Keudell Leads Oregon Baseball into New Era

By Haley Hirai

On days that Alex Keudell pitches, he always eats the same food no matter what. In the morning, he'll get an iced coffee with milk, followed by a bagel with cream cheese or peanut butter, and a turkey sandwich three hours before the game.

A man of routine and tradition, the Oregon senior has seen a lot of changes in his four years with the Ducks. Keudell, along with teammate Joey Housey, is one of the last two remaining members of the original 2009 squad, the first team Oregon fielded after 26 years without a baseball program.

The days of practicing on high school fields because PK Park was still under construction are long gone. Keudell, who began his freshman year as a walk-on, now silences batters for the No. 6-ranked Ducks in front of thousands of fans every Friday night.

"I didn't really have many expectations coming in my freshman year," he said. "I was just trying to make the team. After that, I felt like I belonged and just kept building on myself."

He built himself into Oregon's Friday night starter, taking the place of Tyler Anderson, the Colorado Rockies' first-round draft pick last year. Keudell has won his last seven starts, which include three complete games, an ERA of 0.95 and two straight Pac-12 Pitcher of the Week Awards. He joins the ranks of Tim Lincecum, Mike Leake and Trevor Bauer as the select few who have won the honor two weeks in a row.

"Early in his career, Alex was fighting for any inning that would come his way," head coach George Horton said. "His junior year, he raised the bar to play a more prominent role in the weekend rotation, and then again his senior year when he became the Friday night starter. He did that with his work habits and his bullpens. He earned it the old-fashioned way."

Keudell, who as a high school freshman had an afro so big that his cap moved after every pitch, seemed an unlikely candidate to one day grace giant posters and billboards around Eugene that bear the phrase, "You Belong at PK Park."

The slogan is especially meaningful for the Portland, Ore. native, who could have left after he was selected in the 38th round of the 2011 MLB Draft by the Minnesota Twins. Out of the eight Ducks who were drafted last season, Keudell is the only one who decided to stay at school instead of turning pro.

"I know for sure we wouldn't be having as much success top to bottom in the pitching staff if Alex had signed and moved on," Horton said. "The two guys that deserve the most credit for the success of our pitching staff is Coach Dean Stiles, number one, and Alex Keudell a close second."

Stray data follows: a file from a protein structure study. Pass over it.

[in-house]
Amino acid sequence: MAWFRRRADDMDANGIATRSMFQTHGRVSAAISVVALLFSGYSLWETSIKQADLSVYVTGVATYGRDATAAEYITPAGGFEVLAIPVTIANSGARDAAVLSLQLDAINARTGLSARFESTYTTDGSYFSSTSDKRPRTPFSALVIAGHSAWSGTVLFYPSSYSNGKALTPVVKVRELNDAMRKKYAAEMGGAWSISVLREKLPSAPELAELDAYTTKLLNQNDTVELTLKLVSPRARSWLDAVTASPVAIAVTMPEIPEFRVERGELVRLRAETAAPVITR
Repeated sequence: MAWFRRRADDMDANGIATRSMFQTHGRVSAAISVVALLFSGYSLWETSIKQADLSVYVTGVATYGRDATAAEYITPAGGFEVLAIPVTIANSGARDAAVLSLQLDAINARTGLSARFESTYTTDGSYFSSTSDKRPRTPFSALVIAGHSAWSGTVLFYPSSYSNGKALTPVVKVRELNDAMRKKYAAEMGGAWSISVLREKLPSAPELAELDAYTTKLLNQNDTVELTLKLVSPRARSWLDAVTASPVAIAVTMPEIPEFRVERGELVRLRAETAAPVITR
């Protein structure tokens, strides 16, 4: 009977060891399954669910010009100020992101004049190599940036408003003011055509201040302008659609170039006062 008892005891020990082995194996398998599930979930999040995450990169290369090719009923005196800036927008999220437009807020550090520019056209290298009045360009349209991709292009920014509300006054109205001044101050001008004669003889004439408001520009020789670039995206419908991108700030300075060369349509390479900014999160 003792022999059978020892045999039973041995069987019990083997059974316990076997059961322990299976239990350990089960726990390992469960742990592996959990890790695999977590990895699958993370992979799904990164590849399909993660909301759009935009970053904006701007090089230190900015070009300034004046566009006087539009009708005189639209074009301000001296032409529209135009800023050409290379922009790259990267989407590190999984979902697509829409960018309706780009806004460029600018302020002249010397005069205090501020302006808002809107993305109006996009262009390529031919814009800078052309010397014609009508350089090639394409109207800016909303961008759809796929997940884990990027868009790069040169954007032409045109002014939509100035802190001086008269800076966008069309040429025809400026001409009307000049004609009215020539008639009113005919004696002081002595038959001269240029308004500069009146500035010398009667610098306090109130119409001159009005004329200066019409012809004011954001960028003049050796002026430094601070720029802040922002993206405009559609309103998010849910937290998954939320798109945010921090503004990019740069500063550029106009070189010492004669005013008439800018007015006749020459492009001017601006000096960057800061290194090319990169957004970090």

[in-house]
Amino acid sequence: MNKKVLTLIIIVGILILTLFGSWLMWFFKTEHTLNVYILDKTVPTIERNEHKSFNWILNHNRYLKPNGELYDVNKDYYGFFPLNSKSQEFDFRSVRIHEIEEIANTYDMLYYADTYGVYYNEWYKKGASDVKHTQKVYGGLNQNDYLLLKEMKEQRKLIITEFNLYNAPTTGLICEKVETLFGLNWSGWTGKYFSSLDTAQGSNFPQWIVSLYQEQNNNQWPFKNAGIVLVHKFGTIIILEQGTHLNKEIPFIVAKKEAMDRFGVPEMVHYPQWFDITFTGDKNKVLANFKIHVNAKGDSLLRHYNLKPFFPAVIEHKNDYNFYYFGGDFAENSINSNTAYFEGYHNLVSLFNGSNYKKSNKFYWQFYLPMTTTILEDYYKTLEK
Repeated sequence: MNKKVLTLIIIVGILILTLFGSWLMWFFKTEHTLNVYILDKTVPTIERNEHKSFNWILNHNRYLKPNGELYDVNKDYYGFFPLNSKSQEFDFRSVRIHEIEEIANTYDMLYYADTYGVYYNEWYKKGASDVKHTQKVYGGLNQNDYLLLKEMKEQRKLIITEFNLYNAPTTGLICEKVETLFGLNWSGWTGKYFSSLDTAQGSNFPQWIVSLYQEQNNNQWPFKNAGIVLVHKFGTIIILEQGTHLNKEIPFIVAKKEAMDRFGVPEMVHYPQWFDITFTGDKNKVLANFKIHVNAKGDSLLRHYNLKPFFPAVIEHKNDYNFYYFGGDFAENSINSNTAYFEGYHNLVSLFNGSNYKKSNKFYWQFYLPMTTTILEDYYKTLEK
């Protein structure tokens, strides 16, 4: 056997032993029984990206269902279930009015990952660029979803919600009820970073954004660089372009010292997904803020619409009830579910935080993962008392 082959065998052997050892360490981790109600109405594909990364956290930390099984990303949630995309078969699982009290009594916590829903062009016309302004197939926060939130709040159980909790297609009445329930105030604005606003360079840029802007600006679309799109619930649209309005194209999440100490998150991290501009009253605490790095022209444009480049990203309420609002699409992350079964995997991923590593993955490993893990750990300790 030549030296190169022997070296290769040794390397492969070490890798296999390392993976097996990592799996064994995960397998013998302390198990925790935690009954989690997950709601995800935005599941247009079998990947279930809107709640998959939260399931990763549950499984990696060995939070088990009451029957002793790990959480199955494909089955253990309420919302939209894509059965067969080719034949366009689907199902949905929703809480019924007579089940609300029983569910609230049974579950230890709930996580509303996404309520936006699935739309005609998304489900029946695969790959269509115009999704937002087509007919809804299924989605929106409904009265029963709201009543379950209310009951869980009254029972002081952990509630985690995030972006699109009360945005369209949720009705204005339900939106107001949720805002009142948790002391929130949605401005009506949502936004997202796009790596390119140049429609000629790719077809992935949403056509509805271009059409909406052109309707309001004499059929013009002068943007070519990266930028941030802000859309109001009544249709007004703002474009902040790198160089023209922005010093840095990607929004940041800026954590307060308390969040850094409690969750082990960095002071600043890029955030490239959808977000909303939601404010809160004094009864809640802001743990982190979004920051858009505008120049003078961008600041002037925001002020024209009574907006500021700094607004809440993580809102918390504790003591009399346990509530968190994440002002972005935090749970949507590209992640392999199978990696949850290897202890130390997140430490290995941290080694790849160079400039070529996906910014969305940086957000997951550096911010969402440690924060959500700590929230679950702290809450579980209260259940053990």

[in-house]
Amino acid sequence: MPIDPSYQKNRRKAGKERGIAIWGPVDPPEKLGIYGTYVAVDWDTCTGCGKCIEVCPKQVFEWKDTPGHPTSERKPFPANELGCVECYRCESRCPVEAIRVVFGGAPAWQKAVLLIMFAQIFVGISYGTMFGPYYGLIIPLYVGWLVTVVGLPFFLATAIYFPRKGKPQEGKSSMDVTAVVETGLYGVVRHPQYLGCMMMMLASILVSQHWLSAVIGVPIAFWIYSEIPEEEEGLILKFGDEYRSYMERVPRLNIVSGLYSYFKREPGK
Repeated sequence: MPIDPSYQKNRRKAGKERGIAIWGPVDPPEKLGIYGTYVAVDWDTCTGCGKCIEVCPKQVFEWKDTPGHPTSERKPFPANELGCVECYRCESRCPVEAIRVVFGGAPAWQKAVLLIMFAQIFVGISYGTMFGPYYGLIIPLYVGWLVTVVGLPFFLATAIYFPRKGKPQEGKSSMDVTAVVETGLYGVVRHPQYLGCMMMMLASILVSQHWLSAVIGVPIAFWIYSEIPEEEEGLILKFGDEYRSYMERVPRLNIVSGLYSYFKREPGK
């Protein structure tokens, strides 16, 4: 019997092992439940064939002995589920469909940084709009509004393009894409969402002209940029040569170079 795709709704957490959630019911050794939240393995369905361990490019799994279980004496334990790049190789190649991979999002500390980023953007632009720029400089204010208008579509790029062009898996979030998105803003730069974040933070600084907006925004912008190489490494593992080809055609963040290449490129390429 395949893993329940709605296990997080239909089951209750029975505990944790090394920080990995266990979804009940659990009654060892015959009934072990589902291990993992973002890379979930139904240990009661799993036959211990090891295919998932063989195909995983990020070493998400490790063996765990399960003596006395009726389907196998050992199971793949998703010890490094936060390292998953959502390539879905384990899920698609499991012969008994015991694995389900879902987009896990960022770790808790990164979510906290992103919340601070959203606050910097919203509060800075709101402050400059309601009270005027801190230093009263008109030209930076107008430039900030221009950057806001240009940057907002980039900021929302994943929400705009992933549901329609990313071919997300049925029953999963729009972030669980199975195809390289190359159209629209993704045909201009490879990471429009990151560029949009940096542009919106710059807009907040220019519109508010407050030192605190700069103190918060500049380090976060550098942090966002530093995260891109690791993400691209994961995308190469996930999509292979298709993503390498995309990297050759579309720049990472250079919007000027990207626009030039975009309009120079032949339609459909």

As one of the oldest Ducks, Keudell, 22, is affectionately known around the clubhouse as Gramps, Dad, AK-47 or Al for short. According to teammates, he is the teacher, mentor and even proctor of the team.

"Sometimes we like to do silly chants, like 'Baseball rocks! Baseball rocks!' And then Al will just come over, he's the grandpa, and just be like, 'Stop it,'" said junior relief pitcher David Wylie. "All the pitchers want to be like Al. All of us watch him."

Keudell has guided Oregon's young talent and set examples for them to follow in discipline, work ethic and training.

"He's a very quiet, unassuming and competitive guy. He chooses to say, 'Hey, look at me,' with his actions rather than his words. He's not a real boisterous guy, but inside he embraces competiveness and challenges in his life," Horton said.

Keudell carries that same competitive spirit with him off the field to the ping-pong table in the PK Park players' lounge, where he and his teammates get caught up in fierce matches.

"When the two giants get on the table, it's always a good game," said Housey, who is Keudell's favorite teammate to square off against.

Although his collegiate career at Oregon is coming to a close, Keudell will enter the draft again in June and continue his pregame routine for a long time to come.

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